Alcohol Intake and The Microbiome - How Much is Too Much?
Most people know too much alcohol can damage your liver, but did you know it’s also bad for your gut?
Keep reading to learn how alcohol can affect your gut microbiome, how much alcohol intake is safe if any, and healthy habits to support a happy gut–and really a happy and healthy body, given that our gut microbiome serves as our body’s Chief Architect and influences health systemically.
How Alcohol Affects Your Gut
Have you ever felt extremely bloated after a night of drinking? It’s not necessarily just because alcohol has a lot of calories and sugar (although that’s part of it). It’s also because it is directly processed in your intestine.
Alcohol intake can cause inflammation throughout the entire body. While one drink may not pose a significant issue, overindulging may cause more damage to your gut than you think.
According to recent research, excess alcohol intake may increase gut inflammation via its effect on 3 key gut functions.1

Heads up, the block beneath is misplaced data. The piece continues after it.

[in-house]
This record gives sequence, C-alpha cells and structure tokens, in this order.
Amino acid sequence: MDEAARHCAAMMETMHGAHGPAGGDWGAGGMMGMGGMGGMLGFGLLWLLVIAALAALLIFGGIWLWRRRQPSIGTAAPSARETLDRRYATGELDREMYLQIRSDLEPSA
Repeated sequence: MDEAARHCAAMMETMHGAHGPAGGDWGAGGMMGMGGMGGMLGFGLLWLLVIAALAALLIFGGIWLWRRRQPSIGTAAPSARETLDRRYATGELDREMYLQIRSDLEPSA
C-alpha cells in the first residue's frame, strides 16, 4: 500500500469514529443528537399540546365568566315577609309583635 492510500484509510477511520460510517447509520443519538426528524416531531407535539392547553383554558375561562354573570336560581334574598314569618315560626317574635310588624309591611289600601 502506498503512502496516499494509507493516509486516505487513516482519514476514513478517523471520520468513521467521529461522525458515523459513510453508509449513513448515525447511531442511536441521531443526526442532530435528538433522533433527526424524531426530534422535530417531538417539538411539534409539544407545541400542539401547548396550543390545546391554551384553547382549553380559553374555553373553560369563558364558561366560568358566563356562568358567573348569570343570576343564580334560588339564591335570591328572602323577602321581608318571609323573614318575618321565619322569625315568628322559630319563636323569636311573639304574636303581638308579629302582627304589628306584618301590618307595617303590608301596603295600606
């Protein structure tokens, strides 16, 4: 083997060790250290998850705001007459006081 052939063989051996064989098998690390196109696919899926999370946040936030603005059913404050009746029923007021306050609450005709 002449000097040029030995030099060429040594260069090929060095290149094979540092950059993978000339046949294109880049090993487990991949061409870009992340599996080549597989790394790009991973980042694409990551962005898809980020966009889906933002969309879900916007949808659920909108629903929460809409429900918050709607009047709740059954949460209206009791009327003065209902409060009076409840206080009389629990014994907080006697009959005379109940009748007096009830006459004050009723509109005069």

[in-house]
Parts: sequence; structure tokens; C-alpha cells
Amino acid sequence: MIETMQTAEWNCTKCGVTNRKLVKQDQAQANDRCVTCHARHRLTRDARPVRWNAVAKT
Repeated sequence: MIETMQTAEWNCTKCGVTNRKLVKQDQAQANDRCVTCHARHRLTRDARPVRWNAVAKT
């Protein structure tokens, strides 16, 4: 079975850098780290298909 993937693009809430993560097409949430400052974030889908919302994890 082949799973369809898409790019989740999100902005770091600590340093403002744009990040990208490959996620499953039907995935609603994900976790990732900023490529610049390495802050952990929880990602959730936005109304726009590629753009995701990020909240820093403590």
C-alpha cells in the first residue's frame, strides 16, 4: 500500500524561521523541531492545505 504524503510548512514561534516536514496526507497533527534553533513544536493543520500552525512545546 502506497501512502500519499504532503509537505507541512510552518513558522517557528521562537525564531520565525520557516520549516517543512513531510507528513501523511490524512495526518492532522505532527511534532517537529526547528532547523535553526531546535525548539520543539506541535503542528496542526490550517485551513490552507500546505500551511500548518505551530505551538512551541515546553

1. Gut bacteria composition and function
There are over 500 different types of bacteria, otherwise known as gut flora, present in the intestines. Excessive alcohol intake can disrupt the balance of this gut flora, making it easier for harmful bacteria to take over.
This often leads to the release of toxic substances by these bacteria, activating proteins and immune cells that promote inflammation in the process.2
2. Increased intestinal permeability
Alcohol intake is also linked to increased permeability of the protective gut barrier. In doing this, it may allow harmful substances to enter the gut into the bloodstream.